DB2 11 for z/OS Extended RBA/LRSN Migration - by David Simpson

By David Simpson posted Aug 20, 2015 08:54 AM


Many companies are planning a migration to DB2 11 for z/OS because of the support for expanding the RBA and LRSN.  Planning for the expansion is a post-migration task that will require some thought.  Let’s take a look at the process.

Logging in DB2 for z/OS

DB2 addresses its log with a Relative Byte Address (RBA) that has been 6 bytes long since the beginning.  This value always increases and does not automatically wrap around when the highest value is reached.  This allows for a maximum of 256 Terabytes of log to be accumulated over the life of a subsystem before intervention is needed.  There is a procedure to “reset” the value when it gets close to the end which is time consuming and intrusive.

The Log Record Sequence Number (LRSN) is also a 6 byte number that coordinates log sequencing among different subsystems in a data sharing group that will each have their own logs and therefore different values for RBA.  It is derived from the time of day clock.  It hit its highest possible value in the year 2042 unless it has been advanced due to the way data sharing was implemented.

DB2 11 in NFM allows for a 10 byte RBA and LRSN which should solve the problem of “running out” for the foreseeable future.  After migration to DB2 11 NFM the RBA and LRSN values will still be 6 bytes.  There are several steps that administrators need to take to fully implement the “Extended” (larger) RBA and LRSN. 

The Extra Bytes

For the RBA on a single DB2 subsystem or member all the new bytes are placed at the beginning of the address.  For LRSN the extra bytes are split.  One byte is added to the beginning and the other 3 are added to the end. This will solve 2 problems related to LRSN.  The extra byte on the left side allows for approximately 30,000 years of addressing.  The extra precision on the right will solve a common performance problem in data sharing when a DB2 system needs a unique value for LRSN (sometimes referred to as the “LRSN Spin” problem).  The extra precision on LRSN will eliminate the need to wait for unique values.



DB2 11 will display messages using the “extended” RBA / LRSN regardless of whether or not the conversion is complete.  This is true even in Conversion Mode (CM). The example shown here is from a DB2 11 CM system that is still functioning with 6 byte RBA / LRSN values.  The messages in DB2 will always convert to display the larger value.

RBA Messages

Conversion Process

There are 3 parts to the migration to “extended” RBA / LRSN values. DB2 must be in NFM in order to begin this process.  These steps may be accomplished in any order.

  • First the BSDS datasets must be converted to the larger format. While not required, it is advisable to run this step first for performance reasons.  The installation panels tailor job DSNTIJCB to accomplish this task.  The DB2 subsystem must be down in order to run this job.
  • Second, the catalog and directory must be converted via REORG utilities. This may be done before the BSDS is converted or after some application tablespaces but it is a good idea to accomplish these tasks in order.  Job DSNTIJCV runs online reorgs of the catalog and directory objects with the necessary control cards to convert these objects to the extended format.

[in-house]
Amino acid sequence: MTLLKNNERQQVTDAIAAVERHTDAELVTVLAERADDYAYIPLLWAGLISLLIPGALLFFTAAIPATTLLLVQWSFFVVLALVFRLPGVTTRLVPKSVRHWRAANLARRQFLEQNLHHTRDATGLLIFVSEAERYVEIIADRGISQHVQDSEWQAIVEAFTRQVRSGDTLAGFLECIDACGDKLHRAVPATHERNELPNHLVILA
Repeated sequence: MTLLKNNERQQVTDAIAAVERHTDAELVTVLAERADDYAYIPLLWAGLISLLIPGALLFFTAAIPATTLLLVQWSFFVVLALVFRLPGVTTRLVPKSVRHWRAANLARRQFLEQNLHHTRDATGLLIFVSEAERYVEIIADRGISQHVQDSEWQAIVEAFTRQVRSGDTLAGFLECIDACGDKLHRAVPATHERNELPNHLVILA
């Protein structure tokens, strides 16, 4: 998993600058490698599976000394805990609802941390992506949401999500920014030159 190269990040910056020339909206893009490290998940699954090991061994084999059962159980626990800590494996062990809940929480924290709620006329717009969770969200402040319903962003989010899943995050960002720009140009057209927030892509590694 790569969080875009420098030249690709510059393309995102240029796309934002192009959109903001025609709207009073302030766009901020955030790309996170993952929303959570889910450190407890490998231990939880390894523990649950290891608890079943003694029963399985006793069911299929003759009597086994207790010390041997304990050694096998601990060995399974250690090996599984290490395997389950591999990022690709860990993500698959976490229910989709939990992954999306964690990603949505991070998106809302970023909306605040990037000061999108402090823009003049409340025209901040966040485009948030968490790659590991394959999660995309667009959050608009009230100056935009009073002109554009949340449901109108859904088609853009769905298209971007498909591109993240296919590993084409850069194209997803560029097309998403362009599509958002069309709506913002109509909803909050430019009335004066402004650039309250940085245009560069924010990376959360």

• Because RBAs are embedded in every pageset, every application tablespace and index must eventually be converted by running reorgs with the control card RBALRSN_CONVERSION EXTENDED included. The zParm called UTILITY_OBJECT_CONVERSION may also be used to allow this conversion to happen by default when objects are reorganized.

Converting application tablespaces and indexes may be done with LOAD REPLACE, REORG or REBUILD INDEX.  This is an example of using REORG to explicitly convert a tablespace and its associated indexes to the expanded format.  The output indicates which objects were converted.

Convert with Reorg

Subsystem Parameters

Consideration should be given to the values for two subsystem parameters after you reach DB2 11 NFM.  OBJECT_CREATE_FORMAT will control the format for newly created objects.  After the BSDS is converted it is probably a good idea to set this to a value of EXTENDED. 

UTILITY_OBJECT_CONVERSION has four possible values and will control the behavior of REORG, LOAD REPLACE and REBUILD INDEX when RBALRSN_CONVERSION is not specified.

  • BASIC – convert extended objects back to the basic format.
  • EXTENDED – convert basic objects to the extended format.
  • NOBASIC – always convert basic objects to the extended format and do not allow utility control card overrides.
  • NONE – no automatic conversion in either direction.

Except for the case of NOBASIC, the utility control card will override the value for this subsystem parameter.


You must be DB2 11 NFM to begin this process.  The catalog is not yet ready for bigger values while you are in DB2 11 CM. 

There may be a small amount of performance degradation if the boot strap is still in BASIC format but objects are EXTENDED.  This is due to the backwards conversion needed to create log records in the smaller format.

If you are getting close to the 6 byte “high values” then converting the boot strap may actually accelerate the process.  After the boot strap is converted DB2 begins cutting log records with the extended RBA format.  This actually makes the log records longer resulting in more log consumed for the same workload and thus more rapid consumption of the available RBA values.  This is a significant consideration if you are under the gun to get the process complete before running out of the 6 byte values.

David Simpson
Themis Education